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Specific IgE levels do not indicate persistence or transience of food allergy in children with atopic dermatitis.

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  • 1Dept. of Pneumology and Immunology, University Children's Hospital Charité of Humboldt University, Berlin, Germany. bodo.niggemann@charite.de

Abstract

BACKGROUND:

Food allergy in early childhood usually resolves with time; however, little is known about predictors for persistence or transience of food allergy in children with atopic dermatitis. The aim of the study was to evaluate whether specific IgE levels in serum could be a useful predictor of the outcome of oral re-challenges.

METHODS:

In 74 children, 99 oral food challenges were performed (cow milk n = 48, hen egg n = 37, and wheat n = 14) and repeated after a median time interval of 16 months. In 15 of the 74 children, a third challenge (n = 22) could be performed, with a median time interval from second challenge to third challenge of 15 months.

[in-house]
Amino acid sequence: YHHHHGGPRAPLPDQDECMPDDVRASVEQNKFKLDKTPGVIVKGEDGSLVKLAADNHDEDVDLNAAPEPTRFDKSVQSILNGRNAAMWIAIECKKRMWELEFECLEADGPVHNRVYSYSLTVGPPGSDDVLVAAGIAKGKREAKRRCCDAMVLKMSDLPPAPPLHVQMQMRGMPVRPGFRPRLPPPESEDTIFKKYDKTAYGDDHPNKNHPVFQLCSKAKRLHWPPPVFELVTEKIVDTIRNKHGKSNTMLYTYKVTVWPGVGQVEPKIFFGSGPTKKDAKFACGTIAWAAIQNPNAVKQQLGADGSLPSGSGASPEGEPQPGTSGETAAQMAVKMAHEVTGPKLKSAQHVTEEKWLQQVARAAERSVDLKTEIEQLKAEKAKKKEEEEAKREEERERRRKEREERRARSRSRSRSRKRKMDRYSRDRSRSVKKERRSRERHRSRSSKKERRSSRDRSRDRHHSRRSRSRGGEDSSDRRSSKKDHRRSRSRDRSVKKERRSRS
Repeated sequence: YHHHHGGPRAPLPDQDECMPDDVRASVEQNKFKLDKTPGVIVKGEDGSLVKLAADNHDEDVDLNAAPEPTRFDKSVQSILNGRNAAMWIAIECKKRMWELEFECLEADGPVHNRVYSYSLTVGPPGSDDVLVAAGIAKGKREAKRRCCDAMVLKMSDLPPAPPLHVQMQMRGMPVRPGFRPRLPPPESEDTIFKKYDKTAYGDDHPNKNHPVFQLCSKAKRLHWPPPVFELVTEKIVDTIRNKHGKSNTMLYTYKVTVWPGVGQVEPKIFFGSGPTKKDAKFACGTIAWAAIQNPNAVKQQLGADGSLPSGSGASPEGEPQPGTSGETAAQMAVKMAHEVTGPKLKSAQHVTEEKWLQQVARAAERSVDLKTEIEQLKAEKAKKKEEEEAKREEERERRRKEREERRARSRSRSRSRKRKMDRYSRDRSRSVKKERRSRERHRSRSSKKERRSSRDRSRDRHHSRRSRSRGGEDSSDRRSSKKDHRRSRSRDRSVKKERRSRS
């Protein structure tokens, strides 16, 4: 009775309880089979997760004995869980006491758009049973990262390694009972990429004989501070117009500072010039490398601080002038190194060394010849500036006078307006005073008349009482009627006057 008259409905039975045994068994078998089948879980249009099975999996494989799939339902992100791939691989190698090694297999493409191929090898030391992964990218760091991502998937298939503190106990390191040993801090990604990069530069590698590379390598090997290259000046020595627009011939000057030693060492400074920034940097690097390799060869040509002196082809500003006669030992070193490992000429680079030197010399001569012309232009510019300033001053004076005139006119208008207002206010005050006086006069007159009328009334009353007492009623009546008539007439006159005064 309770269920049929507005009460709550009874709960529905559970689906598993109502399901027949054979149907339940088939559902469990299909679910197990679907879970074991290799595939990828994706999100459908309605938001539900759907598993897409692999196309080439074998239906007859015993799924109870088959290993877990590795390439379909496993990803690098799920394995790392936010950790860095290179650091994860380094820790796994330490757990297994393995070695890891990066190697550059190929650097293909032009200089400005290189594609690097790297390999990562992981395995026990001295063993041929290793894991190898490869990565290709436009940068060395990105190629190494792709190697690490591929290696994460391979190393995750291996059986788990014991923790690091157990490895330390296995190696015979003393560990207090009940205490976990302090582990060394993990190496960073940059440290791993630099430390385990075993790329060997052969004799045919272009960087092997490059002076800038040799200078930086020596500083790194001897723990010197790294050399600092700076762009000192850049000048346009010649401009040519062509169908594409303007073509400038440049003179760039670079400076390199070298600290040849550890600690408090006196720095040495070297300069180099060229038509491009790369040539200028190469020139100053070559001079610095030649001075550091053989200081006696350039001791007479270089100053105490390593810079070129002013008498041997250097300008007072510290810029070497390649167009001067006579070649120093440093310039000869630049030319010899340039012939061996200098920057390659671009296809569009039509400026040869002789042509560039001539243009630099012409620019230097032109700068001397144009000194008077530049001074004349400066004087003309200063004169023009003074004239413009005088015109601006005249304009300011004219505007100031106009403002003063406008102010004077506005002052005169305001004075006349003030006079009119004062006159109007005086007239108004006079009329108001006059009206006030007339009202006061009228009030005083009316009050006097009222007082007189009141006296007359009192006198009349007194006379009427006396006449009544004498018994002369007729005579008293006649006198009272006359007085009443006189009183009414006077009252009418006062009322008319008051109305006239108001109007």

RESULTS:

There were 37 children with transient food allergy (positive first challenge and negative second challenge), while 62 children had persistent food allergy (positive first challenge and negative second challenge). Comparison of the two groups showed that specific IgE as well as total IgE in serum was significantly higher in the latter group. However, looking at the time course, specific IgE did not decrease significantly during elimination diet.

CONCLUSION:

Our results indicate that specific IgE in serum--although very helpful at the time of the first diagnosis--cannot predict whether a chid will become tolerant after a period of avoidance. Therefore, oral re-challenges remain mandatory.

PMID:
15301297
[PubMed - indexed for MEDLINE]
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